UBC Faculty Research and Publications

Shrinkage Stress and Temperature Variation in Resin Composites Cured via Different Photoactivation Methods: Insights for Standardisation of the Photopolymerisation dos Santos Sousa, Guilherme; Guimarães, Gabriel Felipe; Marcelino, Edilmar; Rodokas, José Eduardo Petit; de Oliveira Júnior, Arilson José; Cesarino, Ivana; Leão, Alcides Lopes; dos Santos Riccardi, Carla; Dr. Arjmand, Mohammad; Simões, Rafael Plana


The literature has shown that there is no consensus regarding the best resin composite photoactivation protocol. This study evaluated the efficiency of the conventional, soft-start, pulse-delay and exponential protocols for photoactivation of resin composites in reducing the shrinkage stress and temperature variation during the photopolymerisation. The photoactivation processes were performed using a photocuring unit and a smartphone app developed to control the irradiance according each photoactivation protocol. These photoactivation methods were evaluated applying photoactivation energies recommended by the resins manufactures. Three brands of resin composites were analysed: Z-250, Charisma and Ultrafill. The cure effectiveness was evaluated through depth of cure experiments. All results were statistically evaluated using one-way and multi-factor analysis of variance (ANOVA). The use of exponential and pulse-delay methods resulted in a significant reduction of the shrinkage stress for all evaluated resins; however, the pulse-delay method required too long a photoactivation time. The increases on the temperature were lower when the exponential photoactivation was applied; however, the temperature variation for all photoactivation protocols was not enough to cause damage in the restoration area. The evaluation of the depth of cure showed that all photoactivation protocols resulted in cured resins with equivalent hardness, indicating that the choice of an alternative photoactivation protocol did not harm the polymerisation. In this way, the results showed the exponential protocol as the best photoactivation technique for practical applications.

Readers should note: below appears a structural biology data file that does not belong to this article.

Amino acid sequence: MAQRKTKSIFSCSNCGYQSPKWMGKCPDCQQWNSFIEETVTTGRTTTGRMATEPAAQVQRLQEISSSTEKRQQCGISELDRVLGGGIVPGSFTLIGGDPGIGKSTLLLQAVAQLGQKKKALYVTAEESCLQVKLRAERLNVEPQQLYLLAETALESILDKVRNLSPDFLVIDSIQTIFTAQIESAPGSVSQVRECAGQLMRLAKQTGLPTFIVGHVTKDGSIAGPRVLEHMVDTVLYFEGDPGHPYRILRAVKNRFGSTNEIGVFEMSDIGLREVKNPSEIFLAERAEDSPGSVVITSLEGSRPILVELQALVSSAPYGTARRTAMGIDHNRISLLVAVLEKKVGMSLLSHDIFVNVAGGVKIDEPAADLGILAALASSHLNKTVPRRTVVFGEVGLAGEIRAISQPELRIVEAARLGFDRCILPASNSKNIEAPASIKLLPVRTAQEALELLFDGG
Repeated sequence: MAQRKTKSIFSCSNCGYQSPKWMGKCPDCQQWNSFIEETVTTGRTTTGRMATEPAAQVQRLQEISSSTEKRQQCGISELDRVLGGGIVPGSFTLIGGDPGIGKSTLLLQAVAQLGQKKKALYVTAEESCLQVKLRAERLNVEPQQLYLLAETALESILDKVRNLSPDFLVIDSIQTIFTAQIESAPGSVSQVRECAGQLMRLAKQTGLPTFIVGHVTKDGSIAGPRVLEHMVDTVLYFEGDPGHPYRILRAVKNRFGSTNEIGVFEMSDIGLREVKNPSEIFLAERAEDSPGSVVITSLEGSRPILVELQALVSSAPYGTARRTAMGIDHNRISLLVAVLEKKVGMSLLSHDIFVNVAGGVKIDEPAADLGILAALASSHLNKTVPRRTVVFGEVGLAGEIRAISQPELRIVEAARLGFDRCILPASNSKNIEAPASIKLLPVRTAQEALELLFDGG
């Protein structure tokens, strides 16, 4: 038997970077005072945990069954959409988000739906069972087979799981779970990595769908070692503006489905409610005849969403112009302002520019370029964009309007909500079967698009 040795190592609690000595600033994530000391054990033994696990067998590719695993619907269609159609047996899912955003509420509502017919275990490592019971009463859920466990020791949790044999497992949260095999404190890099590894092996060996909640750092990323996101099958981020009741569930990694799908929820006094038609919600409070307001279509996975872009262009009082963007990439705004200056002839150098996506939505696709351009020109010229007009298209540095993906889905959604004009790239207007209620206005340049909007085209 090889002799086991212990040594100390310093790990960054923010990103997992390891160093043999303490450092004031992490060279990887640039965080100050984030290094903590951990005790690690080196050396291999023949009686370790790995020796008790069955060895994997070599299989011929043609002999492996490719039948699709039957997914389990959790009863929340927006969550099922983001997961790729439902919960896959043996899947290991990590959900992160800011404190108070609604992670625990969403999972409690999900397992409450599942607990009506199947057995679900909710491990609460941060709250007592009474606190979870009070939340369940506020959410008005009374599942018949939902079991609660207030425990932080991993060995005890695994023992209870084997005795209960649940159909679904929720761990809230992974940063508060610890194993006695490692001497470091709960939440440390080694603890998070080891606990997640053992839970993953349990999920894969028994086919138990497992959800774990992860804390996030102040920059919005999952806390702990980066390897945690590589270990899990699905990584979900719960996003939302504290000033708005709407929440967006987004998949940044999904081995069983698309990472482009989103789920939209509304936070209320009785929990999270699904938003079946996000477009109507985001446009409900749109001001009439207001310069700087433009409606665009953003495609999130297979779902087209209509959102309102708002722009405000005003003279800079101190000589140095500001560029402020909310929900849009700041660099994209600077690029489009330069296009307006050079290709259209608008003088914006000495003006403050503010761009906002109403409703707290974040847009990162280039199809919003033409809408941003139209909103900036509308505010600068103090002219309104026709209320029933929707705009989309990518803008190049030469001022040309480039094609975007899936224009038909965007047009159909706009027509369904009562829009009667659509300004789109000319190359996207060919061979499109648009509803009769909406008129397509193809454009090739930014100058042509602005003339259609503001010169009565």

Item Media

Item Citations and Data


CC BY 4.0